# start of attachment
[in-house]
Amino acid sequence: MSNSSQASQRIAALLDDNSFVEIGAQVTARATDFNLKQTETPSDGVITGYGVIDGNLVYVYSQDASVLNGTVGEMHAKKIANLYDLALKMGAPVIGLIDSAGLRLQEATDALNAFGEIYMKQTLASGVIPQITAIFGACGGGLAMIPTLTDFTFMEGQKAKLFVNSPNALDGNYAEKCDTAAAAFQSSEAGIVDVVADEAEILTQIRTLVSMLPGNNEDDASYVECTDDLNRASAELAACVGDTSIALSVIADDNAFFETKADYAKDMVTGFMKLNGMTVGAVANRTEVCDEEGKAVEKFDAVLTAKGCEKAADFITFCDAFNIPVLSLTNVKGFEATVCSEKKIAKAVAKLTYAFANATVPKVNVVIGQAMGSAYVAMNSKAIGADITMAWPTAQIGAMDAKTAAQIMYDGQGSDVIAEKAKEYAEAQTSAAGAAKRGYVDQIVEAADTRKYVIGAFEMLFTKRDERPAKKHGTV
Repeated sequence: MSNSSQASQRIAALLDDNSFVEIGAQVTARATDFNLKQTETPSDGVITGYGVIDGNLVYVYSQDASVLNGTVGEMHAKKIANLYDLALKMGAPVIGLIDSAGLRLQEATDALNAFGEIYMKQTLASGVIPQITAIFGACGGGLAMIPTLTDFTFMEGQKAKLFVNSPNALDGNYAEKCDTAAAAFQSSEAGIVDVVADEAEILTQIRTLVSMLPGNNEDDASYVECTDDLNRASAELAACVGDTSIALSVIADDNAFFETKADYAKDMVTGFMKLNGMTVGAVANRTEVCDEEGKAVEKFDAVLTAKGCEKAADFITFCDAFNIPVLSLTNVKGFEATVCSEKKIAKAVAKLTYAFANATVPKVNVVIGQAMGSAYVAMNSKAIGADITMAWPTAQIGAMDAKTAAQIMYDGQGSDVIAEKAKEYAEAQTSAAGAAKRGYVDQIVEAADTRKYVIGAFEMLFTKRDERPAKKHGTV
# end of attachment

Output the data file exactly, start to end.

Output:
[in-house]
Amino acid sequence: MSNSSQASQRIAALLDDNSFVEIGAQVTARATDFNLKQTETPSDGVITGYGVIDGNLVYVYSQDASVLNGTVGEMHAKKIANLYDLALKMGAPVIGLIDSAGLRLQEATDALNAFGEIYMKQTLASGVIPQITAIFGACGGGLAMIPTLTDFTFMEGQKAKLFVNSPNALDGNYAEKCDTAAAAFQSSEAGIVDVVADEAEILTQIRTLVSMLPGNNEDDASYVECTDDLNRASAELAACVGDTSIALSVIADDNAFFETKADYAKDMVTGFMKLNGMTVGAVANRTEVCDEEGKAVEKFDAVLTAKGCEKAADFITFCDAFNIPVLSLTNVKGFEATVCSEKKIAKAVAKLTYAFANATVPKVNVVIGQAMGSAYVAMNSKAIGADITMAWPTAQIGAMDAKTAAQIMYDGQGSDVIAEKAKEYAEAQTSAAGAAKRGYVDQIVEAADTRKYVIGAFEMLFTKRDERPAKKHGTV
Repeated sequence: MSNSSQASQRIAALLDDNSFVEIGAQVTARATDFNLKQTETPSDGVITGYGVIDGNLVYVYSQDASVLNGTVGEMHAKKIANLYDLALKMGAPVIGLIDSAGLRLQEATDALNAFGEIYMKQTLASGVIPQITAIFGACGGGLAMIPTLTDFTFMEGQKAKLFVNSPNALDGNYAEKCDTAAAAFQSSEAGIVDVVADEAEILTQIRTLVSMLPGNNEDDASYVECTDDLNRASAELAACVGDTSIALSVIADDNAFFETKADYAKDMVTGFMKLNGMTVGAVANRTEVCDEEGKAVEKFDAVLTAKGCEKAADFITFCDAFNIPVLSLTNVKGFEATVCSEKKIAKAVAKLTYAFANATVPKVNVVIGQAMGSAYVAMNSKAIGADITMAWPTAQIGAMDAKTAAQIMYDGQGSDVIAEKAKEYAEAQTSAAGAAKRGYVDQIVEAADTRKYVIGAFEMLFTKRDERPAKKHGTV